Yet another component of the cocktail is the Duplessis years, 1936-1039 and 1944-1959, the years during which late Premier Duplessis had a pact with the Catholic Church to control the people.  Under the pact, the Church would run the Catholic schools, the hospitals and civil society in general, as long as the Catholic Church kept the people docile under the Duplessis economic development formula entailing cheap labour and union/communist busting features.  In honour of this pact, in 1936 Premier Duplessis had a crucifix placed over the Speaker's chair in the National Assembly.

Pauline Marois Calculated Targeting of Markets, Similar to the Harper Model: The December 2013 Election Plan that Failed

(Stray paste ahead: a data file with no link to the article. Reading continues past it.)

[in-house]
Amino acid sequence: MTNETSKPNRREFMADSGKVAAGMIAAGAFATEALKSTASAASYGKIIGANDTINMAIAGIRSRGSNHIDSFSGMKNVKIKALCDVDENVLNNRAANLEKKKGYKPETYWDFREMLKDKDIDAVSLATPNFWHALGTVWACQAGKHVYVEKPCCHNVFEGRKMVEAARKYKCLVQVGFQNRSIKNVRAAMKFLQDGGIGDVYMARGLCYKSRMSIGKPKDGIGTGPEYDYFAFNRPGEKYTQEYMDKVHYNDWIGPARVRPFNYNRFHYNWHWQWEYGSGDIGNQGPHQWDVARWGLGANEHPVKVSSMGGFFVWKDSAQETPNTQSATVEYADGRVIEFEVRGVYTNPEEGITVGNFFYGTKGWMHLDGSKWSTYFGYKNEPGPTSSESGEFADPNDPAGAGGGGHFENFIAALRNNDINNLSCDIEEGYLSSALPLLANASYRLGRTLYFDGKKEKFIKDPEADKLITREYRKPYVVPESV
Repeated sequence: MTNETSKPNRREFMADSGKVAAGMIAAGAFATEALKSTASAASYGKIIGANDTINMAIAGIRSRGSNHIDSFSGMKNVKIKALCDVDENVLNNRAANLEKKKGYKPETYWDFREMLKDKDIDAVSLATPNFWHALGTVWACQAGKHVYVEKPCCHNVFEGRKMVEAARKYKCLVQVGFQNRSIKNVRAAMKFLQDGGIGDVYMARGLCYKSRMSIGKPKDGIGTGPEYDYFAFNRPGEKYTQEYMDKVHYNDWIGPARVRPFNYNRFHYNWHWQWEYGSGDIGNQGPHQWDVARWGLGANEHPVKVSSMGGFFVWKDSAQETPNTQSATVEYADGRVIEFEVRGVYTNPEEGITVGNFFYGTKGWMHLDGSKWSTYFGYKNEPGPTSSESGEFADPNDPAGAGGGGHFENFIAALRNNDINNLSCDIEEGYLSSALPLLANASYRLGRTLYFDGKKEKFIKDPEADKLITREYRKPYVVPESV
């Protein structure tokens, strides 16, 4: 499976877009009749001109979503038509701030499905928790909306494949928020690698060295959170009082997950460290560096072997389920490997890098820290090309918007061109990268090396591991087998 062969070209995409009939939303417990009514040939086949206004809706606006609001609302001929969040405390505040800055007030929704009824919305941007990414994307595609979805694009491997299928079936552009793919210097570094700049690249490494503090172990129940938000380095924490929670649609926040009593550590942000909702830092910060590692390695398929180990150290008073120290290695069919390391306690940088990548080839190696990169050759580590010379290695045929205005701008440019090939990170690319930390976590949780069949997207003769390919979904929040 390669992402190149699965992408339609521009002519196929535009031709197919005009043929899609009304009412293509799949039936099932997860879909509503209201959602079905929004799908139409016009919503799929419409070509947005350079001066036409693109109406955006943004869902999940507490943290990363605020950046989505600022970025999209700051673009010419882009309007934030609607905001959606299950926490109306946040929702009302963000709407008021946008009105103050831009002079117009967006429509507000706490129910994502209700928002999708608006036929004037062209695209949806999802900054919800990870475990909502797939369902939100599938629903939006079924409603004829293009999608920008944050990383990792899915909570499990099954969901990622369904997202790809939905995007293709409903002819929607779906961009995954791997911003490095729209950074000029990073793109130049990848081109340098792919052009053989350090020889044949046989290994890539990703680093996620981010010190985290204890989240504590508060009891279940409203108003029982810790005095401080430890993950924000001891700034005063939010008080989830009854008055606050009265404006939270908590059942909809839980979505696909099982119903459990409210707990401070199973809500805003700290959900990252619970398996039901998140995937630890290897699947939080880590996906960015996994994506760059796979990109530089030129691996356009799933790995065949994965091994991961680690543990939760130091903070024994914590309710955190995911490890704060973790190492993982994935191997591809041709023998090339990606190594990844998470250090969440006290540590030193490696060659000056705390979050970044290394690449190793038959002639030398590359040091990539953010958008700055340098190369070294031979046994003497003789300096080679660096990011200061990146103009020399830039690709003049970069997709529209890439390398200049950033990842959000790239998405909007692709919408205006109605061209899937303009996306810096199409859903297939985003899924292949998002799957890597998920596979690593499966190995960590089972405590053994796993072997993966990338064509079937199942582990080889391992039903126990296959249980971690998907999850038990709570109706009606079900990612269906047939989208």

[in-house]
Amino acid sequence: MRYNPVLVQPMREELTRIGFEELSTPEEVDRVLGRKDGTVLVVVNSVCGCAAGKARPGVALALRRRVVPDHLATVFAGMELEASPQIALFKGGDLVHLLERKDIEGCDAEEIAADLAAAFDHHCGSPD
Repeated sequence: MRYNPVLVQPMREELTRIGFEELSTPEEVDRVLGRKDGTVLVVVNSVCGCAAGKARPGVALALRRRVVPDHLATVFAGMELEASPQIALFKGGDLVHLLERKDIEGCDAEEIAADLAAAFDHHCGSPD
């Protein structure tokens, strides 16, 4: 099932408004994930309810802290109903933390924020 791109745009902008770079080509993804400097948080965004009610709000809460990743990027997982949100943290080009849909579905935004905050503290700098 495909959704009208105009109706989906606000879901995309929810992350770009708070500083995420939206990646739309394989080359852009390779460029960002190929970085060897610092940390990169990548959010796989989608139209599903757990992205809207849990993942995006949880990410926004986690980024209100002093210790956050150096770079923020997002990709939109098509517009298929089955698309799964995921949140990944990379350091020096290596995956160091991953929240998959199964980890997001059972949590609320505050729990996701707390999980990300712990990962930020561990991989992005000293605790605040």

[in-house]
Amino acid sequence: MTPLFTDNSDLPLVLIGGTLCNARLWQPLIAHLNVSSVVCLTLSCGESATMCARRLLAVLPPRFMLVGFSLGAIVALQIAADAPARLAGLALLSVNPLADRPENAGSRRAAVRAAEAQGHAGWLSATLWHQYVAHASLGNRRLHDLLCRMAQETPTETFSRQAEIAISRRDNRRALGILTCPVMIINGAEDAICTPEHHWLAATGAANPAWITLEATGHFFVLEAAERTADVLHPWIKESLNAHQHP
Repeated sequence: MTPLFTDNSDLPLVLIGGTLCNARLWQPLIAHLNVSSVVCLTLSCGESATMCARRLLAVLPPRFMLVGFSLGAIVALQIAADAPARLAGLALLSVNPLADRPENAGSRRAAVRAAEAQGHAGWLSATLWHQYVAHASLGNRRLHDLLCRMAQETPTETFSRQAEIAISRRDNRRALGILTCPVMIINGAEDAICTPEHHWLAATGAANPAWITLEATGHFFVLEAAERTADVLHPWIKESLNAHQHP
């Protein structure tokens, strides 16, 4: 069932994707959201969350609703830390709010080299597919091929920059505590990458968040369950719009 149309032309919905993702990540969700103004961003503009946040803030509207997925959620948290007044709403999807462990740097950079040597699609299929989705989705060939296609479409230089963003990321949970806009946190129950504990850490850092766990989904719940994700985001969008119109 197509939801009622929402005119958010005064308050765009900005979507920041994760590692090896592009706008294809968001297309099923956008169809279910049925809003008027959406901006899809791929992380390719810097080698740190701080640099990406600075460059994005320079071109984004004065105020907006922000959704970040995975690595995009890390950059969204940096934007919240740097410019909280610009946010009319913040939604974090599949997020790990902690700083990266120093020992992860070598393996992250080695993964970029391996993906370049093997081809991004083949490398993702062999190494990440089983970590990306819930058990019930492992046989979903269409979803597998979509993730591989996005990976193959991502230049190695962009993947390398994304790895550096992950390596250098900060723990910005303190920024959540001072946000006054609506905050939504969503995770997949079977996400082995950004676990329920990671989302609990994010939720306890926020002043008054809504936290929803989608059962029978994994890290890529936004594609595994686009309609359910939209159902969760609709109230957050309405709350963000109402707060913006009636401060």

Pauline Marois, like Stephen Harper, wants to be in full control and consequently detests minority governments -- her government is a minority government.  But because her first year in power has been one of a seemingly endless series of incoherent improvisations, she had lost control of public opinion. -- In that sense, her government is not all that different than the Charest Liberal government that preceded the PQ.

While she had promised she would eliminate the heath tax during her election campaign, her first budget included a health tax of $200 for those earning $42,000 to $100,000.  Another election promise entailed addressing the absurdly low royalties and taxes paid by Quebec's mining industry, but once in power she backed down to the industry lobby.  She had promised to migrate Quebec to a green economy but so far she seems okay with the two pipeline proposals to transport tar sands oil into, and crossing over, Quebec, and is not ruling out exploiting potential local oil reserves.